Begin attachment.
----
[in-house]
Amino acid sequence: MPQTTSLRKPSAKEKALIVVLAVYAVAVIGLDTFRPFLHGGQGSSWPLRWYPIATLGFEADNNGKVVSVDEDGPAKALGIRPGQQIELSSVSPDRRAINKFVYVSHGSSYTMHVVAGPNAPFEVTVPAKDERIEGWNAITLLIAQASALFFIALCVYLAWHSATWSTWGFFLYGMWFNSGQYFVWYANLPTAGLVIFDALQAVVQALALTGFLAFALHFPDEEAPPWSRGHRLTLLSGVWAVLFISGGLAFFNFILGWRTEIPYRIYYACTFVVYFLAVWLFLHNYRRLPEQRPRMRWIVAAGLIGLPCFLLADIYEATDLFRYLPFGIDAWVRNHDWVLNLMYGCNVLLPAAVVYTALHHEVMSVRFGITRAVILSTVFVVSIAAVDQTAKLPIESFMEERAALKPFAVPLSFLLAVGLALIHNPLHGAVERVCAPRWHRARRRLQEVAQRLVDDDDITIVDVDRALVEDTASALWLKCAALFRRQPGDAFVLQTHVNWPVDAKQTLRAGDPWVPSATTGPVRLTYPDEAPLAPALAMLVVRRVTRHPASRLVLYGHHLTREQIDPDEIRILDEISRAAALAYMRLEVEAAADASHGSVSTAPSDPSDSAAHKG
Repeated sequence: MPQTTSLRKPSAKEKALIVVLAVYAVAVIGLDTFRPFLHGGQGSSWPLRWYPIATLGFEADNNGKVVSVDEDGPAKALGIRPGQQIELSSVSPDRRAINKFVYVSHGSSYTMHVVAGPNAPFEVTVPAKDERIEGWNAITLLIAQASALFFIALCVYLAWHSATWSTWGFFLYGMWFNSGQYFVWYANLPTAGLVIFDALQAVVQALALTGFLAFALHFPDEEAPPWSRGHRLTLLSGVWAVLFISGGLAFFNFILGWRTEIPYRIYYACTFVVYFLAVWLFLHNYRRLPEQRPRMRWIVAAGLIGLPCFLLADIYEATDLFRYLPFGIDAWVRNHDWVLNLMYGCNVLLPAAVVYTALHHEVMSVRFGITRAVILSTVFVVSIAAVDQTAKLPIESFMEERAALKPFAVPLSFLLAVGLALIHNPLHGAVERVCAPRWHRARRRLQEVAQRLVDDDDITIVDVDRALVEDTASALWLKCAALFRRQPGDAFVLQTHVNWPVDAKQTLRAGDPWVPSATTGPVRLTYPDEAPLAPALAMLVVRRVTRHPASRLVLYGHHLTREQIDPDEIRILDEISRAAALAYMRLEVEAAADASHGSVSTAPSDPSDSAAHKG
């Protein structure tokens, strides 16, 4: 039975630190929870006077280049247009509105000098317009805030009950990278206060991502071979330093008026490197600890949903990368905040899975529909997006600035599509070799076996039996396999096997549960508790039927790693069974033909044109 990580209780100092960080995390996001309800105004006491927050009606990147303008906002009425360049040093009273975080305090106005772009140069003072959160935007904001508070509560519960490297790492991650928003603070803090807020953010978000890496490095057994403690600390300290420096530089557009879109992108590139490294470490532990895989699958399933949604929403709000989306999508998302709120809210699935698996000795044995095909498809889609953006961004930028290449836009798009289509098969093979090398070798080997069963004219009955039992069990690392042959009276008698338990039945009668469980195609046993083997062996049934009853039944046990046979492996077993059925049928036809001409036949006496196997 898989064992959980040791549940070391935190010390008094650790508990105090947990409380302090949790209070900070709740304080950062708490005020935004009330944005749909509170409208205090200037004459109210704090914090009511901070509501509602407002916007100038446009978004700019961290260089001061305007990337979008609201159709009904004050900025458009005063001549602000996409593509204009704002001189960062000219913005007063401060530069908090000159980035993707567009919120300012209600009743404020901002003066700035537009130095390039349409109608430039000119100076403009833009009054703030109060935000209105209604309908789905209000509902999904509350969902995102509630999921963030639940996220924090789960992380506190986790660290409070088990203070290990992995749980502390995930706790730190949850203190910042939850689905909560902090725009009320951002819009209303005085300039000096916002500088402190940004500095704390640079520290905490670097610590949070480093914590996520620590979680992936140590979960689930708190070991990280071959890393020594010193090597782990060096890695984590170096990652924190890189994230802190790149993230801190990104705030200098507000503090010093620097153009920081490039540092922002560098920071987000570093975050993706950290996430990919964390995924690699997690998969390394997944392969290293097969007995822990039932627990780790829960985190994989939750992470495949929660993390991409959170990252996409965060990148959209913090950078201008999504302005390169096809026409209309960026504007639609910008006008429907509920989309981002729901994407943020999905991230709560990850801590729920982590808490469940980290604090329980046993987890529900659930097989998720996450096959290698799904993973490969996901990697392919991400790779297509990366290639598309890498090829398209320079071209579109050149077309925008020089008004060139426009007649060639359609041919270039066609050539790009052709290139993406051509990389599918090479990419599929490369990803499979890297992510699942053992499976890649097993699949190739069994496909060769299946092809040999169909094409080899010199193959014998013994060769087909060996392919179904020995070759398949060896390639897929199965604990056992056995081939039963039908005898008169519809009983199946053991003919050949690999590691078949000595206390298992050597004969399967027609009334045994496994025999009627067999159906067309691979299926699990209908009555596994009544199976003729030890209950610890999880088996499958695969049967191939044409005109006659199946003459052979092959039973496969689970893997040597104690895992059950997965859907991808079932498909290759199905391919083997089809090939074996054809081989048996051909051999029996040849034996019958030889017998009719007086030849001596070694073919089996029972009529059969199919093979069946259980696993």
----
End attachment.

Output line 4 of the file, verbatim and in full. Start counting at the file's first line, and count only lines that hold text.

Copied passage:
């Protein structure tokens, strides 16, 4: 039975630190929870006077280049247009509105000098317009805030009950990278206060991502071979330093008026490197600890949903990368905040899975529909997006600035599509070799076996039996396999096997549960508790039927790693069974033909044109 990580209780100092960080995390996001309800105004006491927050009606990147303008906002009425360049040093009273975080305090106005772009140069003072959160935007904001508070509560519960490297790492991650928003603070803090807020953010978000890496490095057994403690600390300290420096530089557009879109992108590139490294470490532990895989699958399933949604929403709000989306999508998302709120809210699935698996000795044995095909498809889609953006961004930028290449836009798009289509098969093979090398070798080997069963004219009955039992069990690392042959009276008698338990039945009668469980195609046993083997062996049934009853039944046990046979492996077993059925049928036809001409036949006496196997 898989064992959980040791549940070391935190010390008094650790508990105090947990409380302090949790209070900070709740304080950062708490005020935004009330944005749909509170409208205090200037004459109210704090914090009511901070509501509602407002916007100038446009978004700019961290260089001061305007990337979008609201159709009904004050900025458009005063001549602000996409593509204009704002001189960062000219913005007063401060530069908090000159980035993707567009919120300012209600009743404020901002003066700035537009130095390039349409109608430039000119100076403009833009009054703030109060935000209105209604309908789905209000509902999904509350969902995102509630999921963030639940996220924090789960992380506190986790660290409070088990203070290990992995749980502390995930706790730190949850203190910042939850689905909560902090725009009320951002819009209303005085300039000096916002500088402190940004500095704390640079520290905490670097610590949070480093914590996520620590979680992936140590979960689930708190070991990280071959890393020594010193090597782990060096890695984590170096990652924190890189994230802190790149993230801190990104705030200098507000503090010093620097153009920081490039540092922002560098920071987000570093975050993706950290996430990919964390995924690699997690998969390394997944392969290293097969007995822990039932627990780790829960985190994989939750992470495949929660993390991409959170990252996409965060990148959209913090950078201008999504302005390169096809026409209309960026504007639609910008006008429907509920989309981002729901994407943020999905991230709560990850801590729920982590808490469940980290604090329980046993987890529900659930097989998720996450096959290698799904993973490969996901990697392919991400790779297509990366290639598309890498090829398209320079071209579109050149077309925008020089008004060139426009007649060639359609041919270039066609050539790009052709290139993406051509990389599918090479990419599929490369990803499979890297992510699942053992499976890649097993699949190739069994496909060769299946092809040999169909094409080899010199193959014998013994060769087909060996392919179904020995070759398949060896390639897929199965604990056992056995081939039963039908005898008169519809009983199946053991003919050949690999590691078949000595206390298992050597004969399967027609009334045994496994025999009627067999159906067309691979299926699990209908009555596994009544199976003729030890209950610890999880088996499958695969049967191939044409005109006659199946003459052979092959039973496969689970893997040597104690895992059950997965859907991808079932498909290759199905391919083997089809090939074996054809081989048996051909051999029996040849034996019958030889017998009719007086030849001596070694073919089996029972009529059969199919093979069946259980696993």